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  • olberd - Wednesday, December 15, 2004 - link

    I've bought a Dell 8600c and I'm wondering if I can use generic SODIMM 200pin RAM for it, or I must use the more expensive RAM from kingston specifically designed for it.

    Some computer resellers tell me that I must use the kingston RAM 5150 for Dell. But a Dell supporter told me that standard RAM will do as well.

    I understand that some notebooks are made with customized RAM modules. This makes spare parts more expensive and thus makes it an interesting note to add in the review of a notebook computer.

    Rune
    Reply
  • Duddy - Friday, November 26, 2004 - link

    I just purchased an 8600 from Dell.com and the option for a Mobility Radeon 9600 was there and I ordered it. :)

    VIDEO: 128MB DDR ATI's MOBILITY® RADEON? 9600 PROTURBO

    Total came out to be around $1800 plus 20% off all Inspiron notebooks. I paid exactly $1,516.40.

    Reply
  • akodi - Thursday, November 06, 2003 - link

    I bought a dell 8500 last week and am typing on it currently, it is the most awesome laptop I have ever used, the screen is super sharp (15.4 sxga+) to tell you the truth 1900x1200 would be way too small, 1680x1050 is preemo, so much damn realestate. I had a centrino but wasn't too impressed (600m) battery life was not that much better than a standard p4m, perhaps only a difference of a half hour. Being a college student at Cal I believe the 8500 is perfect, because at the library there are many power outlets so battery life isn't an issue, also if you plug in a wlan card you can use it in the library without a hitch (preemo bandwidth). On the video card issue, I wouldn't want to play games on a laptop not because of the graphics but mainly for the sound quality...sigmatel in my opinion is not kosher on the ears. Long live the forums and dell stackable coupons. Reply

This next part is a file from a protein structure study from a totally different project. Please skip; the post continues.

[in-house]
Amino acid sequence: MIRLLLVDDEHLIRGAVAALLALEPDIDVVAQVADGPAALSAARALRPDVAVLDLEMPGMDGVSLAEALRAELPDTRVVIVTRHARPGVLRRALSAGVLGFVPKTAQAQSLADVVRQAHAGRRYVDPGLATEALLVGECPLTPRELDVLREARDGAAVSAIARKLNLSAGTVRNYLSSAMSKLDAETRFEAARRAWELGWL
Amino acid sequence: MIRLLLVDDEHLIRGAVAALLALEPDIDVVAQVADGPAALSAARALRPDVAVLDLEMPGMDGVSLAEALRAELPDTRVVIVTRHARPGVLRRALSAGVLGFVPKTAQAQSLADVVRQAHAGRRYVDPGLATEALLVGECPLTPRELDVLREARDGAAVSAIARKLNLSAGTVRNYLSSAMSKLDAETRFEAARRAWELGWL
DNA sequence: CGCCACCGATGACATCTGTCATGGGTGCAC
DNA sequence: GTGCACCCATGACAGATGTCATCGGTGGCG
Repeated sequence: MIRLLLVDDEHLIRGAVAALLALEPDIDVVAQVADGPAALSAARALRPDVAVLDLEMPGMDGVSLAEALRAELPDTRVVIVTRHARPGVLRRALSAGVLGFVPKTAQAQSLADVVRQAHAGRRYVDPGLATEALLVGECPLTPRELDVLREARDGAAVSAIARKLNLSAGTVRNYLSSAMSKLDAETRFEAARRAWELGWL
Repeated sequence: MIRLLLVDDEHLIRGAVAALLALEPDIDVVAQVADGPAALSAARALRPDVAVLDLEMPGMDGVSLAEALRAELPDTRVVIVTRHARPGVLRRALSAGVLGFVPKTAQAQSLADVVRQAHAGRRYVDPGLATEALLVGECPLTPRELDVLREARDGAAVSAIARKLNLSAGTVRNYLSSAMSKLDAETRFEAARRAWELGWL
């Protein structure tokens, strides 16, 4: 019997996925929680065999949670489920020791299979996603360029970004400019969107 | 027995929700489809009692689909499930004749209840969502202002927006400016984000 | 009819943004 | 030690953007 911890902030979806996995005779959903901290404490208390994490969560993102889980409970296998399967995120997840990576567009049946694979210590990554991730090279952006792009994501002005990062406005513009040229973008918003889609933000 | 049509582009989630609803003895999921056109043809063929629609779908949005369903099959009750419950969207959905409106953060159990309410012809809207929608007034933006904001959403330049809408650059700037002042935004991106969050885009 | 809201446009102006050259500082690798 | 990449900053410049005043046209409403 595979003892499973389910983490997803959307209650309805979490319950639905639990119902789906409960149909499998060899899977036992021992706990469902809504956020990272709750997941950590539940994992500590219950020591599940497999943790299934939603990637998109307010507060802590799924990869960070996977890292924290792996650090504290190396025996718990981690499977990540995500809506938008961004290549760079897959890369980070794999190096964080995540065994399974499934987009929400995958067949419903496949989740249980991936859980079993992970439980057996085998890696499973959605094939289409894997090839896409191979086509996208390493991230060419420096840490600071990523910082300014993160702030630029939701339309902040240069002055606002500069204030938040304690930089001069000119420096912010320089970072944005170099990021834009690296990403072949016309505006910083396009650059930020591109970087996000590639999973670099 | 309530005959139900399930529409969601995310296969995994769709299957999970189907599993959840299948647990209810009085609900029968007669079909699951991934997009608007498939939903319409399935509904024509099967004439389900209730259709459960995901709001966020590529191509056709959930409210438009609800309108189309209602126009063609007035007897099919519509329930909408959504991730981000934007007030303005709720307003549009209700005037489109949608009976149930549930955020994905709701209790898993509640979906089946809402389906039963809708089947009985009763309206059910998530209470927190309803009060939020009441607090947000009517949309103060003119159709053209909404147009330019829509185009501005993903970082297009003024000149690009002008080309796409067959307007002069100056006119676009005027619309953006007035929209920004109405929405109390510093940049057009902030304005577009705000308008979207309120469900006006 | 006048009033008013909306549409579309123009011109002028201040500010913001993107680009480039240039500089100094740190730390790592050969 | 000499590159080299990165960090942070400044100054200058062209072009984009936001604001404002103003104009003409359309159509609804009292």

• Andrew Ku - Tuesday, October 28, 2003 - link

    Sony, doesn't sell in the same volumes as Dell. Toshiba was the first to market with the Go56x0 (we mentioned this in the M10 and NV31M head to head). However, this was mainly with the Japanese market. This is also the case with Sony, as they are not widespread domestically. We didn't say that the 8600 was the first with NV31M; we said it was the first mainstream laptop with NV31M. This is in the context of the domestic market and demographics. Reply